6th Jun 2023


Why is petrostate UAE going all in on green hydrogen?

  • The United Arab Emirates hosts this year's UN Climate Summit and aims to become a global hub for green hydrogen (Photo: iStock)
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The United Arab Emirates announced its ambition to become one of the world's leading developers of renewables and a central trading hub for green hydrogen at the Abu Dhabi Sustainability Week (ADSW) last week.

To achieve this, it aims to produce 100 gigawatts of green energy by 2030, 25 percent of which will be used to create 'green hydrogen'. Interesting, to say the least, for a country that relies on the sale of fossil fuels for its prosperity.

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Here are some of the most pertinent questions to consider:

What is green hydrogen?

Hydrogen is produced with coal and gas and is used for the production of steel, aluminium or as substrate for certain chemicals, and ammonia. These sectors are hard to electrify directly, so green hydrogen needs to be developed using solar and wind power.

Green hydrogen has been described as the "swiss army knife" of the transition, and has been proposed for a wide range of applications. Notably it could store energy as an alternative to batteries. It could also replace certain fossil fuels used in long-distance trucking, in aviation or shipping.

It is important to note green hydrogen does not yet exist commercially. According to the International Renewable Energy Agency around 90 million tonnes of fossil hydrogen is produced yearly, equalling 14.4 exajoules (EJ) or about four percent of global final energy use. To replace existing supply with renewable hydrogen will use up more solar and wind power than is currently installed globally, and is estimated to make up 15 to 20 percent of final renewable energy use by 2030.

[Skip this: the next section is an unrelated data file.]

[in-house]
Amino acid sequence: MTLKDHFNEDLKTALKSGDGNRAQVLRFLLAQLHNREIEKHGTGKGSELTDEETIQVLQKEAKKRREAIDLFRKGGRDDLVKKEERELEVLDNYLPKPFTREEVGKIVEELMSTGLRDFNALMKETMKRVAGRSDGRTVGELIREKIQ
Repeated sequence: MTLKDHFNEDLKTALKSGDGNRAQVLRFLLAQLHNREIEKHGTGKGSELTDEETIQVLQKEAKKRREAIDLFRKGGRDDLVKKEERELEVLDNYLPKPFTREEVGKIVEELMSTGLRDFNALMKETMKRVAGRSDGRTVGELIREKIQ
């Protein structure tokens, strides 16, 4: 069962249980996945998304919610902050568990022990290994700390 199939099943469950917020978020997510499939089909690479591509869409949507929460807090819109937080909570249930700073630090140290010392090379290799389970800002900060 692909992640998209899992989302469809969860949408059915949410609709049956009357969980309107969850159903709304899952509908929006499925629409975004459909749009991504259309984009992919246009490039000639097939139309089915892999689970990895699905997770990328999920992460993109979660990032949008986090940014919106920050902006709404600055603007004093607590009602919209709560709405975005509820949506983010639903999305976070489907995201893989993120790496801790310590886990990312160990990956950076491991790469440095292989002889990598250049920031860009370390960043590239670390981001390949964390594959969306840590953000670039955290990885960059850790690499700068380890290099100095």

Replacing fossil hydrogen with green hydrogen is already "a staggering task," concluded senior chemical engineer Paul Martin, making wide application beyond its current niche industrial use economically and technically "very, very difficult to imagine."

Why would a petrostate invest in non-fossil infrastructure?

China, the US and the EU have all announced large green hydrogen projects. Europe especially will also rely on external producers and expects to import 10 million tonnes of the stuff by 2030.

The UAE is planning to produce 1m tonnes by 2030, making it an important regional partner in the future. On 13 January, Masdar, the country's leading clean energy company, and the Port of Amsterdam signed a memorandum of understanding to explore a green hydrogen supply chain connecting the gulf states to Europe.

A globally-traded hydrogen market does not exist yet. Because molecules are smaller than gas it is difficult and expensive to transport. But UAE's department of energy has stated it aims to become a central hub connecting "the West and the East and the North and the South." The UAE government argues it is uniquely situated to do this because it has the "financial credibility," access to one of the cheapest sources of solar energy in the world and it has enough space to built large solar installation in the desert.